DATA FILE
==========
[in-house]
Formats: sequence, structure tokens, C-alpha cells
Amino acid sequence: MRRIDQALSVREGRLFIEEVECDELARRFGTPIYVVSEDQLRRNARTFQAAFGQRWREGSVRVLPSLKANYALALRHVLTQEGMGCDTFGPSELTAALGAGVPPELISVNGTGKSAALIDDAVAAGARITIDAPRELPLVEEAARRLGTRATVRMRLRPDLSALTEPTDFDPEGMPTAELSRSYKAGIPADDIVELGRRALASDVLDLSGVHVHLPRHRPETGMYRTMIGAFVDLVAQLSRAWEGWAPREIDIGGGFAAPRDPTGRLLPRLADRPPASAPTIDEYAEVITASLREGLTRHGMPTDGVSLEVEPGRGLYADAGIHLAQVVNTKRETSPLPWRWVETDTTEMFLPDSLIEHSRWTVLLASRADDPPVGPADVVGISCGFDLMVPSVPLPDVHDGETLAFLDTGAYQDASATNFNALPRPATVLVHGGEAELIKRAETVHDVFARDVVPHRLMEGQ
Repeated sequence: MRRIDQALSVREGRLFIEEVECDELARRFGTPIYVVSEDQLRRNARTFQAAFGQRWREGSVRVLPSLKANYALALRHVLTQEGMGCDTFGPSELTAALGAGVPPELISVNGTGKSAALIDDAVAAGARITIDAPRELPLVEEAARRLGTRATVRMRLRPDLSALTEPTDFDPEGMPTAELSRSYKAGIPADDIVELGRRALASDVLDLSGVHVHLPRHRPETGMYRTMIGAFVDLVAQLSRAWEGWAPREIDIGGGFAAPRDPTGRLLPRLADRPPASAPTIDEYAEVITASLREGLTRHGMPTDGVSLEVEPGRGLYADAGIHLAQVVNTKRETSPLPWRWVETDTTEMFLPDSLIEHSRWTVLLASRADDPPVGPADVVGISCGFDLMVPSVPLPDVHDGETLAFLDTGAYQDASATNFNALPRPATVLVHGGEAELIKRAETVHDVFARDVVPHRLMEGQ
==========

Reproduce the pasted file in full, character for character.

[in-house]
Formats: sequence, structure tokens, C-alpha cells
Amino acid sequence: MRRIDQALSVREGRLFIEEVECDELARRFGTPIYVVSEDQLRRNARTFQAAFGQRWREGSVRVLPSLKANYALALRHVLTQEGMGCDTFGPSELTAALGAGVPPELISVNGTGKSAALIDDAVAAGARITIDAPRELPLVEEAARRLGTRATVRMRLRPDLSALTEPTDFDPEGMPTAELSRSYKAGIPADDIVELGRRALASDVLDLSGVHVHLPRHRPETGMYRTMIGAFVDLVAQLSRAWEGWAPREIDIGGGFAAPRDPTGRLLPRLADRPPASAPTIDEYAEVITASLREGLTRHGMPTDGVSLEVEPGRGLYADAGIHLAQVVNTKRETSPLPWRWVETDTTEMFLPDSLIEHSRWTVLLASRADDPPVGPADVVGISCGFDLMVPSVPLPDVHDGETLAFLDTGAYQDASATNFNALPRPATVLVHGGEAELIKRAETVHDVFARDVVPHRLMEGQ
Repeated sequence: MRRIDQALSVREGRLFIEEVECDELARRFGTPIYVVSEDQLRRNARTFQAAFGQRWREGSVRVLPSLKANYALALRHVLTQEGMGCDTFGPSELTAALGAGVPPELISVNGTGKSAALIDDAVAAGARITIDAPRELPLVEEAARRLGTRATVRMRLRPDLSALTEPTDFDPEGMPTAELSRSYKAGIPADDIVELGRRALASDVLDLSGVHVHLPRHRPETGMYRTMIGAFVDLVAQLSRAWEGWAPREIDIGGGFAAPRDPTGRLLPRLADRPPASAPTIDEYAEVITASLREGLTRHGMPTDGVSLEVEPGRGLYADAGIHLAQVVNTKRETSPLPWRWVETDTTEMFLPDSLIEHSRWTVLLASRADDPPVGPADVVGISCGFDLMVPSVPLPDVHDGETLAFLDTGAYQDASATNFNALPRPATVLVHGGEAELIKRAETVHDVFARDVVPHRLMEGQ